NASA Logo

NTRS

NTRS - NASA Technical Reports Server

Back to Results
ISS And Space Environment Interactions Without Operating Plasma ContactorThe International Space Station (ISS) will be the largest, highest power spacecraft placed in orbit. Because of this the design of the electrical power system diverged markedly from previous systems. The solar arrays will operate at 160 V and the power distribution voltage will be 120 V. The structure is grounded to the negative side of the solar arrays so under the right circumstances it is possible to drive the ISS potential very negative. A plasma contactor has been added to the ISS to provide control of the ISS structure potential relative to the ambient plasma. The ISS requirement is that the ISS structure not be greater than 40 V positive or negative of local plasma. What are the ramifications of operating large structures with such high voltage power systems? The application of a plasma contactor on ISS controls the potential between the structure and the local plasma, preventing degrading effects. It is conceivable that there can be situations where the plasma contactor might be non-functional. This might be due to lack of power, the need to turn it off during some of the build-up sequences, the loss of functionality for both plasma contactors before a replacement can be installed, similar circumstances. A study was undertaken to understand how important it is to have the contactor functioning and how long it might be off before unacceptable degradation to ISS could occur. The details of interaction effects on spacecraft have not been addressed until driven by design. This was true for ISS. If the structure is allowed to float highly negative impinging ions can sputter exposed conductors which can degrade the primary surface and also generate contamination due to the sputtered material. Arcing has been known to occur on solar arrays that float negative of the ambient plasma. This can also generate electromagnetic interference and voltage transients. Much of the ISS structure and pressure module surfaces exposed to space is anodized aluminum. The anodization thickness is very thin to provide the required solar absorptance and emittance. For conditions where ISS structure can charge negative a large percentage of the array voltage, the dielectric strength of this layer is low, and dielectric breakdown (arcing) can occur. The energy stored capacitively in the structure can be delivered to the arc. The mechanisms by which this energy is delivered and how much of the energy is available hasn't been fully quantified. Questions have been raised regarding the possibility of whether a sustained arc might result due to current collected by the solar arrays from local plasma. It was postulated that even if dielectric breakdown didn't occur, impacts due to micrometeoroids and space debris could penetrate thin layers of dielectric on ISS and initiate an arc due to the coupling provided by the dense local plasma produced by the impact. This was proven in experiments conducted jointly by MSFC and Auburn University. A target chamber with a simulated ionospheric plasma and a biased, anodized aluminum plate and a 1-microfarad capacitor was used. The plate was then impacted by 75-micron particles accelerated to orbital velocity. Arc discharges were sustained for higher voltages but a threshold appears below which no discharge was initiated. Most items without an exposed power system will float electrically near the local plasma potential. This is true of the Space Shuttle, an Astronaut on EVA, and similar items. The structure of ISS might be at a large negative voltage. Therefore, capacitively stored energy can be transferred during docking, installing external boxes and equipment and Astronaut contact with ISS structure. The circumstances of when this can happen and the resulting effects are evaluated in this study. Also, a crewmember on EVA might be in the vicinity of an arc. All safety aspects of such an encounter including charging, molten particles from the arc site and EMI have been evaluated. This paper will report on the total results of this study focussed on the 4A configuration, scheduled to be complete in November, 2000. Interactions such as arcing, debris induced arcs, sustained arcs, sputtering, contamination from sputtering and arcing, docking interactions and Astronaut safety issues will all be addressed.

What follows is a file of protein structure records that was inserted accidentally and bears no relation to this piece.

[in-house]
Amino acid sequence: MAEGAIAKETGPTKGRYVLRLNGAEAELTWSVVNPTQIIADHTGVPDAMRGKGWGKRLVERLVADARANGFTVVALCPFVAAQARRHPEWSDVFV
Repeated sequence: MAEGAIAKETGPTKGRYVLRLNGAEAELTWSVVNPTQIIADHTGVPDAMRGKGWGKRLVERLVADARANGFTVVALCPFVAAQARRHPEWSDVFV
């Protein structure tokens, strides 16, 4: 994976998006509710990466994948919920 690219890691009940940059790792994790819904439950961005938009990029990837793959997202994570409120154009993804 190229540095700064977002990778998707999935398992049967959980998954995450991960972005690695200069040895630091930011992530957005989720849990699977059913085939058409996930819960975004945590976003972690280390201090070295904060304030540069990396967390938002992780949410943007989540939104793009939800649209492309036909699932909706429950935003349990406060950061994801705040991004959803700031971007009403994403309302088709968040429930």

Document ID
20000093801
Document Type
Conference Paper
Authors
Carruth, M. R., Jr. (NASA Marshall Space Flight Center Huntsville, AL United States)
Ferguson, Dale (NASA Glenn Research Center Cleveland, OH United States)
Suggs,Rob (NASA Marshall Space Flight Center Huntsville, AL United States)
McCollum, Matt (NASA Marshall Space Flight Center Huntsville, AL United States)
Date Acquired
August 19, 2013
Publication Date
January 11, 2001
Subject Category
Spacecraft Propulsion and Power
Meeting Information
39th Aerospace Sciences Meeting and Exhibit(Reno, NV)
Distribution Limits
Public
Copyright
Work of the US Gov. Public Use Permitted.